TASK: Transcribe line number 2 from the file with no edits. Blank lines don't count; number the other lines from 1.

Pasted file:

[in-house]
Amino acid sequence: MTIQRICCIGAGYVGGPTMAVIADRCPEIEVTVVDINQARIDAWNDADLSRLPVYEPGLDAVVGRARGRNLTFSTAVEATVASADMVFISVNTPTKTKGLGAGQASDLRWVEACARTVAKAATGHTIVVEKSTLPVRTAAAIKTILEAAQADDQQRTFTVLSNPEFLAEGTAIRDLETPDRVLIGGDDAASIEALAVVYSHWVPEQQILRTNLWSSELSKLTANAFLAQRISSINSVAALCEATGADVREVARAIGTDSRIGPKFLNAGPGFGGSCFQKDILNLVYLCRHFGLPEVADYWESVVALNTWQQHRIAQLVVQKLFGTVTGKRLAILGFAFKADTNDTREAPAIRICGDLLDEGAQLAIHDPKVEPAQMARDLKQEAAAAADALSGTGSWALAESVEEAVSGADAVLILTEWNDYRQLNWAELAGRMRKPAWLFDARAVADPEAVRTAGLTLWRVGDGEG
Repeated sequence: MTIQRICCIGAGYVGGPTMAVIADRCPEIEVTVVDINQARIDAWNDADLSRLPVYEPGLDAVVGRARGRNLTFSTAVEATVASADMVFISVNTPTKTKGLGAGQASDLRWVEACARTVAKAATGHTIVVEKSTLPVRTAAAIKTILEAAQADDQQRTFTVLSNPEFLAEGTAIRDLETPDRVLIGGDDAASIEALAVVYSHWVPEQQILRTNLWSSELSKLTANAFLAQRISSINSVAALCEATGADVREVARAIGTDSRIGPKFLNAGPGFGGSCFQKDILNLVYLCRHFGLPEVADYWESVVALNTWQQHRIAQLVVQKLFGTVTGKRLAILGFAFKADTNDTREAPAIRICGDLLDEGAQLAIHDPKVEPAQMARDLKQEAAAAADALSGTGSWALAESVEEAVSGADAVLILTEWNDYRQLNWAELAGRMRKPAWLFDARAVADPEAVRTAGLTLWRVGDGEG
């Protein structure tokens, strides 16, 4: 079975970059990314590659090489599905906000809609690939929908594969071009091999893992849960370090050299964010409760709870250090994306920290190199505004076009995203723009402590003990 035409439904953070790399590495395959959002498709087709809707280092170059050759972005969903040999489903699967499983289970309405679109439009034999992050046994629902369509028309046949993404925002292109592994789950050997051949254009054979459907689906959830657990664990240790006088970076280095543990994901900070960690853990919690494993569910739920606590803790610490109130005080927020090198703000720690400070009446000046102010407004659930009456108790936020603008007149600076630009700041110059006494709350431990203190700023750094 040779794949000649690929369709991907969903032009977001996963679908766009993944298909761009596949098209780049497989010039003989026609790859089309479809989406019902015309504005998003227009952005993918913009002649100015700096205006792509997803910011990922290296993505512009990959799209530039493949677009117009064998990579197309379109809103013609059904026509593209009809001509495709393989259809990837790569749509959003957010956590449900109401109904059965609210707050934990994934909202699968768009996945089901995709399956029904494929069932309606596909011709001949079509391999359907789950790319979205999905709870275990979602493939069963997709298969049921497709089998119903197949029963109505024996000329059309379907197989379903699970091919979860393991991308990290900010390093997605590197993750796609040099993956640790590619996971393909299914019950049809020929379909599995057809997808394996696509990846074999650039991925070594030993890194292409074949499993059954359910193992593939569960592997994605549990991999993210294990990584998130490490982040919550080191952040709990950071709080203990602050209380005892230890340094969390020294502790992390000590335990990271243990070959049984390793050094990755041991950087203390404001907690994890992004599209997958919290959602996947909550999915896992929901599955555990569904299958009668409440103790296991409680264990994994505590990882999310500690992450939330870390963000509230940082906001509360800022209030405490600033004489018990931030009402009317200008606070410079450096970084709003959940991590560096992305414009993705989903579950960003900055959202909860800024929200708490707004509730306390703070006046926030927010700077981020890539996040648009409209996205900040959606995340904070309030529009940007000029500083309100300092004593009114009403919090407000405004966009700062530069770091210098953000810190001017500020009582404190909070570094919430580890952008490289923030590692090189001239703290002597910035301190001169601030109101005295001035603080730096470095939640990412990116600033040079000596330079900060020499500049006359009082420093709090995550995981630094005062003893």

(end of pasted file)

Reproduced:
Amino acid sequence: MTIQRICCIGAGYVGGPTMAVIADRCPEIEVTVVDINQARIDAWNDADLSRLPVYEPGLDAVVGRARGRNLTFSTAVEATVASADMVFISVNTPTKTKGLGAGQASDLRWVEACARTVAKAATGHTIVVEKSTLPVRTAAAIKTILEAAQADDQQRTFTVLSNPEFLAEGTAIRDLETPDRVLIGGDDAASIEALAVVYSHWVPEQQILRTNLWSSELSKLTANAFLAQRISSINSVAALCEATGADVREVARAIGTDSRIGPKFLNAGPGFGGSCFQKDILNLVYLCRHFGLPEVADYWESVVALNTWQQHRIAQLVVQKLFGTVTGKRLAILGFAFKADTNDTREAPAIRICGDLLDEGAQLAIHDPKVEPAQMARDLKQEAAAAADALSGTGSWALAESVEEAVSGADAVLILTEWNDYRQLNWAELAGRMRKPAWLFDARAVADPEAVRTAGLTLWRVGDGEG